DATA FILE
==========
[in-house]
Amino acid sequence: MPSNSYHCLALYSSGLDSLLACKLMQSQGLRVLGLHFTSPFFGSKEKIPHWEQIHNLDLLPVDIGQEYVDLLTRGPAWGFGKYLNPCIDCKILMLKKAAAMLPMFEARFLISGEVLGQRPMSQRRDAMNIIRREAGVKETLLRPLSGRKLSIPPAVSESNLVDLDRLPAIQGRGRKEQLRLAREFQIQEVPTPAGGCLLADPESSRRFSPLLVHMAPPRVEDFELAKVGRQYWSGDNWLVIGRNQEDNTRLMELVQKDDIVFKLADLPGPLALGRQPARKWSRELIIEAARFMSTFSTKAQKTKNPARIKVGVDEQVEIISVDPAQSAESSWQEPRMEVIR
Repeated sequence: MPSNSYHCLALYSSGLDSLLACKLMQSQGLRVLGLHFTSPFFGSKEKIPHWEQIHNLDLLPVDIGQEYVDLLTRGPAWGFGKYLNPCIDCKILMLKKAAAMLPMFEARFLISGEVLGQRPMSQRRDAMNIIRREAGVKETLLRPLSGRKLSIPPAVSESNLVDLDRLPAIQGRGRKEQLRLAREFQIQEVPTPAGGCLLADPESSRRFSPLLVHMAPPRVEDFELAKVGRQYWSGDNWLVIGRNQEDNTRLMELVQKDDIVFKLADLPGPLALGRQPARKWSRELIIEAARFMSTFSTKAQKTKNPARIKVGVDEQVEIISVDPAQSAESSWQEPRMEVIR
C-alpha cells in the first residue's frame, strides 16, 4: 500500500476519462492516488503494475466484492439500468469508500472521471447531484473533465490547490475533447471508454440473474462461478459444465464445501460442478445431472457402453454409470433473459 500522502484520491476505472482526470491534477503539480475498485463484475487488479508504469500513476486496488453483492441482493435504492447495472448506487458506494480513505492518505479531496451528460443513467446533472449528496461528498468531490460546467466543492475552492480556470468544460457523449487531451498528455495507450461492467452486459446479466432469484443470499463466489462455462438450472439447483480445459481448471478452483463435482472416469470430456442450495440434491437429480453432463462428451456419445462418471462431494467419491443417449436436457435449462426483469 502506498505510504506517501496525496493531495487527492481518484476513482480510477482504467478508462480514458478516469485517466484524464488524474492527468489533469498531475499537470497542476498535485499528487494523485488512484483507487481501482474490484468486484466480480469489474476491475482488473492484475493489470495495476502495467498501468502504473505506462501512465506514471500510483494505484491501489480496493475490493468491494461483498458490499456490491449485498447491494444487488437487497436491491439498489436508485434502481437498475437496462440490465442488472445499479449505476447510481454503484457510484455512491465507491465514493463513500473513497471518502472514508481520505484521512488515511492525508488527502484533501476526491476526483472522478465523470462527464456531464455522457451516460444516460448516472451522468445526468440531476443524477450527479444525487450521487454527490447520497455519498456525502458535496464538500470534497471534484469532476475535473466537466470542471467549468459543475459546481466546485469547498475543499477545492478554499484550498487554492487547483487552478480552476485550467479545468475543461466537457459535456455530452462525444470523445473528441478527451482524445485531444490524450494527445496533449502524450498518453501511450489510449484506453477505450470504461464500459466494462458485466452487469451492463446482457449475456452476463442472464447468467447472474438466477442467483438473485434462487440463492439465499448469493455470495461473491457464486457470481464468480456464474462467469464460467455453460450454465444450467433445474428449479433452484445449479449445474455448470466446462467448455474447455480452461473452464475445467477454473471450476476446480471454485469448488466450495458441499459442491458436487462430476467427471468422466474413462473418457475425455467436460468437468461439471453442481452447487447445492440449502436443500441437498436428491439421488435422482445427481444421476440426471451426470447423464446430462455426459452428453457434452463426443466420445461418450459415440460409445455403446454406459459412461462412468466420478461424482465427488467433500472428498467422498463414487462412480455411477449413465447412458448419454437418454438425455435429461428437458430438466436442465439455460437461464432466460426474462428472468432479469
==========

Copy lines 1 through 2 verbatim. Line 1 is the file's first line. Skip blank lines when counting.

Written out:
[in-house]
Amino acid sequence: MPSNSYHCLALYSSGLDSLLACKLMQSQGLRVLGLHFTSPFFGSKEKIPHWEQIHNLDLLPVDIGQEYVDLLTRGPAWGFGKYLNPCIDCKILMLKKAAAMLPMFEARFLISGEVLGQRPMSQRRDAMNIIRREAGVKETLLRPLSGRKLSIPPAVSESNLVDLDRLPAIQGRGRKEQLRLAREFQIQEVPTPAGGCLLADPESSRRFSPLLVHMAPPRVEDFELAKVGRQYWSGDNWLVIGRNQEDNTRLMELVQKDDIVFKLADLPGPLALGRQPARKWSRELIIEAARFMSTFSTKAQKTKNPARIKVGVDEQVEIISVDPAQSAESSWQEPRMEVIR